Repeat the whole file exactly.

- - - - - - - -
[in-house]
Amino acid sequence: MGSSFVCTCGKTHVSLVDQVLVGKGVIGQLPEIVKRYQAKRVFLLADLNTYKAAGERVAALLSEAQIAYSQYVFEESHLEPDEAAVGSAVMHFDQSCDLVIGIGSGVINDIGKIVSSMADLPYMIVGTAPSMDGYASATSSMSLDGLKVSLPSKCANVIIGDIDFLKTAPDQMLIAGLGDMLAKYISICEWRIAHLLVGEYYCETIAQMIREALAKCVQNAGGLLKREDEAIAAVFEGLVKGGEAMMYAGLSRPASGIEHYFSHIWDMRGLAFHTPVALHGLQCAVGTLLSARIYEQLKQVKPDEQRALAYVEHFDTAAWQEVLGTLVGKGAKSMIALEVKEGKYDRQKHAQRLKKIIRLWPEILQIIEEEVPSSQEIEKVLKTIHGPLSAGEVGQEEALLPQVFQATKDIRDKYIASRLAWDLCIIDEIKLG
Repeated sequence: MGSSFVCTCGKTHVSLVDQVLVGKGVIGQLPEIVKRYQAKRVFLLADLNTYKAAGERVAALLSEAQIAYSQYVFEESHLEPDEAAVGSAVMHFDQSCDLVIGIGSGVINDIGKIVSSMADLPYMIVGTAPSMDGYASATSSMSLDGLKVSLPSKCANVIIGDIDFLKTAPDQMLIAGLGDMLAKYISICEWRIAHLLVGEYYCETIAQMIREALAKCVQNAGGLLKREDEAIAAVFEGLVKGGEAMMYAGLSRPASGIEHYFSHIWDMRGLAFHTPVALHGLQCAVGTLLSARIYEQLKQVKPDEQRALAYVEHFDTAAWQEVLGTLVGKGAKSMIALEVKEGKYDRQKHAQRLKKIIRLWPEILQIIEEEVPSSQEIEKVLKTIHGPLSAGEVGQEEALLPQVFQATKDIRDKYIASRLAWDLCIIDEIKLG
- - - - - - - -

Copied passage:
[in-house]
Amino acid sequence: MGSSFVCTCGKTHVSLVDQVLVGKGVIGQLPEIVKRYQAKRVFLLADLNTYKAAGERVAALLSEAQIAYSQYVFEESHLEPDEAAVGSAVMHFDQSCDLVIGIGSGVINDIGKIVSSMADLPYMIVGTAPSMDGYASATSSMSLDGLKVSLPSKCANVIIGDIDFLKTAPDQMLIAGLGDMLAKYISICEWRIAHLLVGEYYCETIAQMIREALAKCVQNAGGLLKREDEAIAAVFEGLVKGGEAMMYAGLSRPASGIEHYFSHIWDMRGLAFHTPVALHGLQCAVGTLLSARIYEQLKQVKPDEQRALAYVEHFDTAAWQEVLGTLVGKGAKSMIALEVKEGKYDRQKHAQRLKKIIRLWPEILQIIEEEVPSSQEIEKVLKTIHGPLSAGEVGQEEALLPQVFQATKDIRDKYIASRLAWDLCIIDEIKLG
Repeated sequence: MGSSFVCTCGKTHVSLVDQVLVGKGVIGQLPEIVKRYQAKRVFLLADLNTYKAAGERVAALLSEAQIAYSQYVFEESHLEPDEAAVGSAVMHFDQSCDLVIGIGSGVINDIGKIVSSMADLPYMIVGTAPSMDGYASATSSMSLDGLKVSLPSKCANVIIGDIDFLKTAPDQMLIAGLGDMLAKYISICEWRIAHLLVGEYYCETIAQMIREALAKCVQNAGGLLKREDEAIAAVFEGLVKGGEAMMYAGLSRPASGIEHYFSHIWDMRGLAFHTPVALHGLQCAVGTLLSARIYEQLKQVKPDEQRALAYVEHFDTAAWQEVLGTLVGKGAKSMIALEVKEGKYDRQKHAQRLKKIIRLWPEILQIIEEEVPSSQEIEKVLKTIHGPLSAGEVGQEEALLPQVFQATKDIRDKYIASRLAWDLCIIDEIKLG